One of the things I find most exciting about the wine and restaurant industry is introducing a guest to a wine or winery they have not yet experienced or possibly even heard of.
I've spent most of my career singing the praises of these smaller production, family owned and operated wineries and the niche they fill into in the vast wine world. Wines from these producers tend to be a labor of love.
There is an old adage in the wine business (and it's the same for many other industries): What's the best way to make a small fortune in the wine business? Start with a large fortune!
The wine industry is a complicated and perilous business, and if it weren't for these risk-takers, we would not have the myriad of options that we find on our favorite wine shop's shelves and restaurant wine lists.
Jeff Cohn, owner and wine maker of JC Cellars in California, is one of these people. Jeff started his wine career in 1993, when he moved his family and his life across the country to study wine and grape growing at California State University.
After graduation, he started working with Rosenblum cellars as an enologist and worked his way through the labs to become a winemaker in 2000.
During his time at Rosenblum, he started his own winery, JC Cellars, in 1996, making a mere 75 cases of Zinfandel.
He left Rosenblum in 2006 to fully pursue his own winery but not before creating a Zinfandel at Rosenblum that rose to the No. 3 spot on the Wine Spectator top 100 list in 2003. This was the first time a Zinfandel had ever cracked the top 10 on the list. Quite an accomplishment!
JC Cellars makes 20 or so wines and has a total production of about 5,000 cases annually. Most of these wines focus on Rhone Valley varietals such as Syrah, Grenache, Viognier, Rousanne and Marsanne. He also continues to make Zinfandels.
JC Cellars does not own any vineyards; instead they develop long-term relationships and contracts with some of California's premier vineyards for these grapes.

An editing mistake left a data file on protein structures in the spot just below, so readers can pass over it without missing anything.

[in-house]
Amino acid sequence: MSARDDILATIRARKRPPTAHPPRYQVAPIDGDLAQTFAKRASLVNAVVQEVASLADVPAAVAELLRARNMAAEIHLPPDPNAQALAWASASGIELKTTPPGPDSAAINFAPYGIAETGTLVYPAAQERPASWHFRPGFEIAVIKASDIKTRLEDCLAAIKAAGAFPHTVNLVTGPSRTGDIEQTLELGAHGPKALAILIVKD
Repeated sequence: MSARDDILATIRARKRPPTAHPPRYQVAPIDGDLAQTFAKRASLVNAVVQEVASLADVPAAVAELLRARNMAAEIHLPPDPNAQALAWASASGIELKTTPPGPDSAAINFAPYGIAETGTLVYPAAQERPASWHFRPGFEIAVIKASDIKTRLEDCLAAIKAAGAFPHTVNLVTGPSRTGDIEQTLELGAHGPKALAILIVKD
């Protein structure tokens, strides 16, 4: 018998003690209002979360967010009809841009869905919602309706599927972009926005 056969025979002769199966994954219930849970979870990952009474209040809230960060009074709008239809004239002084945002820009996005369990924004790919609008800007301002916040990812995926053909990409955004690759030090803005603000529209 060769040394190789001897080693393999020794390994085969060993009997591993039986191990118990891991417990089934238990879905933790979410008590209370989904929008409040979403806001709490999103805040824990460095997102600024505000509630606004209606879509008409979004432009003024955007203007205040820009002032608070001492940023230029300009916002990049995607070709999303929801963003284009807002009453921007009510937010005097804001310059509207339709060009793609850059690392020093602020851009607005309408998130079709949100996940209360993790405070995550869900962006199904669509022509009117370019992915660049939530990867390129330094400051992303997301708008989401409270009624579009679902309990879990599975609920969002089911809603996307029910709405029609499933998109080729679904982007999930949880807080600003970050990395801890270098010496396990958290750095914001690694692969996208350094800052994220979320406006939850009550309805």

Interestingly, Jeff and JC Cellars make their home in a warehouse in Oakland, Calif. JC's unlikely location is part of its charm. It was also a conscious decision.
"Being in Napa and Sonoma, the world of winemaking surrounds you all the time," Jeff says. "I like being where I am because I like a private life.
"I'm close to the winery without being immersed in the endless competition of that environment ... and I like living here, because I've always wanted to live on an island."
My first introduction to these wines was in 2004 at a small wine shop in Atlanta, with that Rosenblum Zinfandel that made its way to the No. 3 spot. There was a feeding frenzy going on for this wine when the rankings came out, and I had to see what all the hype was about.
After tasting this wine, I decided to learn more about Jeff and his wines. Although I always say I care way more about what's in the bottle than what's on the label, the first JC Cellars bottle I ever laid eyes on immediately appealed to me.
It had a quirky drawing on it that reminded me of the Grateful Dead's Stagger Lee character from the Shakedown Street album, and being the Deadhead that I was (and still am today) I was instantly drawn to it.
In looking back at that label today, it was tenuous connection at best, but at the time, it spoke to me.
Although JC Cellars has changed its labels, the quality of the wine inside is just as good as it was back then.
Jeff will be traveling to Savannah in mid-May to visit the area. He will be hosting a wine dinner at Ruth's Chris Steak House in Savannah at 7 p.m. May 14. Please call 912-721-4800 to reserve your spot, as space is limited.
Douglas Snyder is a certified sommelier with the Court of Master Sommeliers. Before relocating to Savannah, he was the import and pacific northwest manager for Juice Wine Purveyors, a wine wholesaler in North Carolina. He has more than 20 years' experience in the wine, spirits and hospitality industries. He is the wine director and general manager at Ruth's Chris Steak House in Savannah. His email address is firstname.lastname@example.org.